The buyer of the house contracted to buy the vacant lot on condition it was buildable, and contracted to resell it to a third party on the same condition. He did not want it as a side lot. The only offers the plaintiffs received for the vacant lot were based on its being buildable. In 1978 the plaintiffs sought a variation from the Zoning Board of Appeals. When this was denied, they filed this action for declaratory judgment.

The plaintiffs now live in Oak Park, 35 miles away from the Wilmette property. There is no one who can water or maintain the property for them although they are required to keep it up. They pay about $500 in taxes yearly on it. However, it can, under the ordinance, be used for nothing but open space. Even pitching a tent would be illegal.

The neighborhood is a fully developed north suburban community, consisting principally of middle-aged homes, owner occupied and well maintained. The subject site was the only vacant lot in the area.

The houses in the area are developed on sites with frontages ranging from 25 to 33 to 42 to 50 feet frontages; a few scattered sites are larger, perhaps up to 65 feet frontage. Specifically, on the west side of Seventeenth north of Isabella property lots are 50' x 127', the same as plaintiffs'; on the east side of Seventeenth north of Isabella they are 50' x 126'. On the east half of the east block, the lots facing the street to the east (Central Park) are 130 feet deep and 25-33 feet wide. About 20 percent of these are double lots but typically they are individually developed. East of that block the lots are the same size. South of the property, in Evanston, the lots are typically smaller. About 250-300 feet southeast of the property the lots vary from 35 to 42 feet frontage.

On the other side of the alley immediately west of the vacant property, the frontage of the lots which face Lawndale, the street to the west, is 50 feet. They have a depth of 244 feet. The two lots immediately behind the vacant lot face Isabella and are 145' x 81' and 100' x 81'. In Evanston the lots southwest of the subject property are 55 x 244 feet.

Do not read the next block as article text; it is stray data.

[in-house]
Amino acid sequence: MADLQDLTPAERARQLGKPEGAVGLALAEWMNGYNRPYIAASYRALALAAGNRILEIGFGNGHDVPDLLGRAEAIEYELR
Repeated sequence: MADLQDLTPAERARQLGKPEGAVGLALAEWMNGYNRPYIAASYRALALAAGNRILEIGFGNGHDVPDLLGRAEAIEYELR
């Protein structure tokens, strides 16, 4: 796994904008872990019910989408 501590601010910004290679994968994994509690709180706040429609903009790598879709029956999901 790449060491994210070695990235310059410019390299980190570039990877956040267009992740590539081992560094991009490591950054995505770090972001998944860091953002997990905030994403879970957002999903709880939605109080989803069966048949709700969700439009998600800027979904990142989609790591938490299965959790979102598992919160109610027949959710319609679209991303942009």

Most of the houses on the north side of Isabella are set back more than the minimum distance required. The house on the northwest corner of Isabella and Lawndale is set back 30 feet; and two houses west of the vacant lot are set back 25 feet and 37 feet. The house on the corner of Isabella and Central Park is set back 35 feet. However, the house on the lot across from the vacant lot, on the northeast corner of Seventeenth and Isabella, is only set back 8 feet.

Donald Engel, an appraiser, testified for the plaintiffs at trial. He testified that the market value of the lot at the time of the trial was $38,000 if the lot were buildable. He was not able to reach a specific value conclusion if the lot were not buildable since he was not able to locate any transactions with which he could document sales of nonbuildable sites. In his opinion, it could have only speculative value to perhaps one of two types of buyer: either someone who might purchase the property at a receiver discount on the speculation that someday it might become buildable, or on the speculation that it might be marketed to the adjoining owner to be developed as an additional side ...